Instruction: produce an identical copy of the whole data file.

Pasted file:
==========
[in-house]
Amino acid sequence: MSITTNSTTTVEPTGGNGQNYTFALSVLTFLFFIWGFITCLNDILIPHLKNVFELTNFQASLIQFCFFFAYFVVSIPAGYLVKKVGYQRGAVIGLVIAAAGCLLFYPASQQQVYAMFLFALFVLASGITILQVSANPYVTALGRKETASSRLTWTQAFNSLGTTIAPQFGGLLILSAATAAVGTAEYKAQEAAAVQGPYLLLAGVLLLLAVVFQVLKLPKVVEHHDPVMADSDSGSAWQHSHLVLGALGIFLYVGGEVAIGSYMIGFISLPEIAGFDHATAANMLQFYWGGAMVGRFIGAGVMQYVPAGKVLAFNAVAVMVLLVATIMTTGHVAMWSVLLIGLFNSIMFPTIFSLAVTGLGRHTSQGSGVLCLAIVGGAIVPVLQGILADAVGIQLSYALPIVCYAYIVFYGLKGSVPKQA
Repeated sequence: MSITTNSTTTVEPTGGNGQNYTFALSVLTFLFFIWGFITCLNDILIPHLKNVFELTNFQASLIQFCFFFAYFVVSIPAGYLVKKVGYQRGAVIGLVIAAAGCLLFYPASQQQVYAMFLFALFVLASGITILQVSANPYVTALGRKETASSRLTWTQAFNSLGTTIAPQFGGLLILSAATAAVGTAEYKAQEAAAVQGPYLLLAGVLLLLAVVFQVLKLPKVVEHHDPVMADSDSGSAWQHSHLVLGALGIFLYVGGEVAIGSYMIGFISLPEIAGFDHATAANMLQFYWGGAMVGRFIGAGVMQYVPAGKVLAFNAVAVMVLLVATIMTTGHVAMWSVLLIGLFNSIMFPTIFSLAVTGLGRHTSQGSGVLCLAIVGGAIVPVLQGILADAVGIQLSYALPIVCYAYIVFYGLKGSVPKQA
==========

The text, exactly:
[in-house]
Amino acid sequence: MSITTNSTTTVEPTGGNGQNYTFALSVLTFLFFIWGFITCLNDILIPHLKNVFELTNFQASLIQFCFFFAYFVVSIPAGYLVKKVGYQRGAVIGLVIAAAGCLLFYPASQQQVYAMFLFALFVLASGITILQVSANPYVTALGRKETASSRLTWTQAFNSLGTTIAPQFGGLLILSAATAAVGTAEYKAQEAAAVQGPYLLLAGVLLLLAVVFQVLKLPKVVEHHDPVMADSDSGSAWQHSHLVLGALGIFLYVGGEVAIGSYMIGFISLPEIAGFDHATAANMLQFYWGGAMVGRFIGAGVMQYVPAGKVLAFNAVAVMVLLVATIMTTGHVAMWSVLLIGLFNSIMFPTIFSLAVTGLGRHTSQGSGVLCLAIVGGAIVPVLQGILADAVGIQLSYALPIVCYAYIVFYGLKGSVPKQA
Repeated sequence: MSITTNSTTTVEPTGGNGQNYTFALSVLTFLFFIWGFITCLNDILIPHLKNVFELTNFQASLIQFCFFFAYFVVSIPAGYLVKKVGYQRGAVIGLVIAAAGCLLFYPASQQQVYAMFLFALFVLASGITILQVSANPYVTALGRKETASSRLTWTQAFNSLGTTIAPQFGGLLILSAATAAVGTAEYKAQEAAAVQGPYLLLAGVLLLLAVVFQVLKLPKVVEHHDPVMADSDSGSAWQHSHLVLGALGIFLYVGGEVAIGSYMIGFISLPEIAGFDHATAANMLQFYWGGAMVGRFIGAGVMQYVPAGKVLAFNAVAVMVLLVATIMTTGHVAMWSVLLIGLFNSIMFPTIFSLAVTGLGRHTSQGSGVLCLAIVGGAIVPVLQGILADAVGIQLSYALPIVCYAYIVFYGLKGSVPKQA